Just as the Haitian earthquake was followed by a welter of religious interpretations (fundamentalist Christians blaming sinful Haitians for it, Vodoun practitioners weighing in on the events, etc.), so the Japanese quake-tsunami-meltdown trilogy is offering evidence of humanity’s interpretive propensities.
You may have already seen the YouTube troll video satirizing right-wing Christian responses, which scandalized so many viewers that the young videomaker has apparently gone into hiding. I won’t link to it, since it doesn’t really deserve all the hits, but it’s easy enough to find. The gist of it is that “God is soooo great — we prayed for him to smite his enemies and there he did, smashing those godless Japanese to smithereens.” A lot of viewers couldn’t seem to tell the difference between satire and the real thing, which apparently follows Poe’s Law: one can’t satirize fundamentalist religion without it being taken by some as the real thing, because there are enough instances in which the real thing is as bad as that (Glenn Beck being only the tip of the iceberg).
Since there isn’t much available in English about Philippe Descola’s writings on animism, I thought I would share a piece of the cosmopolitics argument I mentioned in my last post. It will appear, in modified form, in the concluding chapter of the SAR Press volume mentioned there. Most of the volume will consist of ethnographic case studies from around the world, but these will be informed by the theoretical conversations of the week we spent at the School of Advanced Research in Santa Fe.
Following this excerpt I have added some comments relating the ideas (discussed here) of Descola, Latour, and Stengers to some of the concepts I’ve been working with from Whitehead, Peirce, and the fields/discourses of biosemiotics and panpsychism. I haven’t seen these connections made (in this way, at least) in any of the literature by or on these authors, and I’m still working out these ideas myself, so that part is work-in-progress.
From animism to cosmopolitics
Animism, like the “primitive,” “pagan,” and “savage,” but also like “religion” itself, is a term has been used to classify cultural difference into a hierarchically valenced series: animists, for Edward Tylor and other evolutionists, were thought to have maintained a “lower” and more “primitive” conception of the universe, one peopled by spirits and with objects being ascribed human characteristics. In Tylor’s view, the animist “stage” of belief was followed by a polytheistic one, and in turn by a monotheistic one. This evolutionism has since been largely rejected, and more recently, a loose coterie of anthropologists and scholars of religion have reappropriated the term “animism” to mean something rather more interesting (Bird-David 1999; Descola 2005, 2006, 2009; Harvey 2006; Ingold 2000; Viveiros de Castro 1992, 2004). View full article »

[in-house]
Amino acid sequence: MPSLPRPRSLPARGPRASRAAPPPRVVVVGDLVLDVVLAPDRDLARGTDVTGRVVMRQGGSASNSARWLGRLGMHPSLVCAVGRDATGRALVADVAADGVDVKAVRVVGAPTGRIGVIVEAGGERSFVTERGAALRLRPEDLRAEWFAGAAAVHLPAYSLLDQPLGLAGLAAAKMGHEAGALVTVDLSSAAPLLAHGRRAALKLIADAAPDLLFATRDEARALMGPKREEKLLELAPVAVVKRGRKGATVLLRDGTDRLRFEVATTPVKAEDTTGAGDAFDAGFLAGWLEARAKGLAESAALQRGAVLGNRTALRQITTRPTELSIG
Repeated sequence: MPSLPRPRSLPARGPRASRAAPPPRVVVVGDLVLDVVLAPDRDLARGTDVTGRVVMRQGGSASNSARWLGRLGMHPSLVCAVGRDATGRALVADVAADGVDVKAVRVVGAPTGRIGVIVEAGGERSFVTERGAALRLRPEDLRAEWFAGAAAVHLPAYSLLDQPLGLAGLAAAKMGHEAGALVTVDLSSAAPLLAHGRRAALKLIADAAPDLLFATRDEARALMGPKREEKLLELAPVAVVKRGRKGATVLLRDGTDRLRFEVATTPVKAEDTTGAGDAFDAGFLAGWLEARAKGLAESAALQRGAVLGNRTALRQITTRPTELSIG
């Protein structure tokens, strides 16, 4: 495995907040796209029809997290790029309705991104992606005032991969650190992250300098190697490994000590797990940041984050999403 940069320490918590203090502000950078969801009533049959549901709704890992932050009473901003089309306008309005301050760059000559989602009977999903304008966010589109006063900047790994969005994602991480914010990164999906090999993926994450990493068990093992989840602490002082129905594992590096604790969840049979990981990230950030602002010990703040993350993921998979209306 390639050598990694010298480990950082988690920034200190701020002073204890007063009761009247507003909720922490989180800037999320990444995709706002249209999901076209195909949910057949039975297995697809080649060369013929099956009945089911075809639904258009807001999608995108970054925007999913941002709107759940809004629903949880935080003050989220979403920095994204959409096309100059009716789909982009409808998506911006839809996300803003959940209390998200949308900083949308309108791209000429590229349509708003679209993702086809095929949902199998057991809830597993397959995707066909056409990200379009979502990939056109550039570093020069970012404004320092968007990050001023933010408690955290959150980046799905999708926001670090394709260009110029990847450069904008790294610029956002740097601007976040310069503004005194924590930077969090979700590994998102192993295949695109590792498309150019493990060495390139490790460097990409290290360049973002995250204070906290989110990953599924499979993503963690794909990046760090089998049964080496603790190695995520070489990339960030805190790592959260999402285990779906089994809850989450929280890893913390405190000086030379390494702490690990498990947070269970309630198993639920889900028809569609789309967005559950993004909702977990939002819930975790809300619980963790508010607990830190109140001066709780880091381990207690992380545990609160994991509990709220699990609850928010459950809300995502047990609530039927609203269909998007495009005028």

Tim Morton has recently been suggesting that just as humans anthropomorph (that’s a verb), so pencils pencilmorph. I love this idea, though I’m not sure about its implications, which I want to think through here.
Anthropomorphism #1 (traditional, & its extensions)
The traditional definition of anthropomorphism is something like “the attribution of human characteristics to nonhuman things.” It’s treating, or perceiving, a nonhuman thing as if it were a human. And it’s a good thing, if you’re Walt Disney; or a bad thing, if you’re doing science and your peer reviewers don’t want to acknowledge that the animals you’re studying also think, communicate linguistically, pass things on culturally, and so on.
(Note: After a query from an editor friend, who is unfamiliar with recent research on affect, I’ve decided I should preface this post by saying that no, I don’t mean “effects” with an “e,” but “affects,” accent on the “a.”)
It’s been fascinating to watch the unfolding public conversation about Avatar (much of which, come to think of it, my early review had anticipated): environmentalist celebrations of how it portrays the Earth rising up against the megamachine of capitalism and patriarchy; critiques of how the film perpetuates the stereotyping of indigenous people and reiterates tropes of their salvation by white male messiah figures; the Vatican’s and religious right’s denunciations of its pantheism; the film’s advance of technological wizardry into the domain of a virtual hyperreality, like The Matrix but replacing that film’s gnosticism with a pantheistic new age science of networks and neural systems; and debates over the balance struck in the film between good spectacle (the high-tech stuff) and bad narrative (poor writing, flat characterization, stereotypes all over), or between bad spectacle (Spielbergian gee-whiz stuff) and good narrative (such as the film’s allegorization of global capitalism’s destruction of indigenous communities). Film Studies for Free has usefully summarized the various allegorical readings of the film proposed so far, many of which get articulated in conversations and comments by viewers in various blogs, op-ed commentaries, and social networking sites.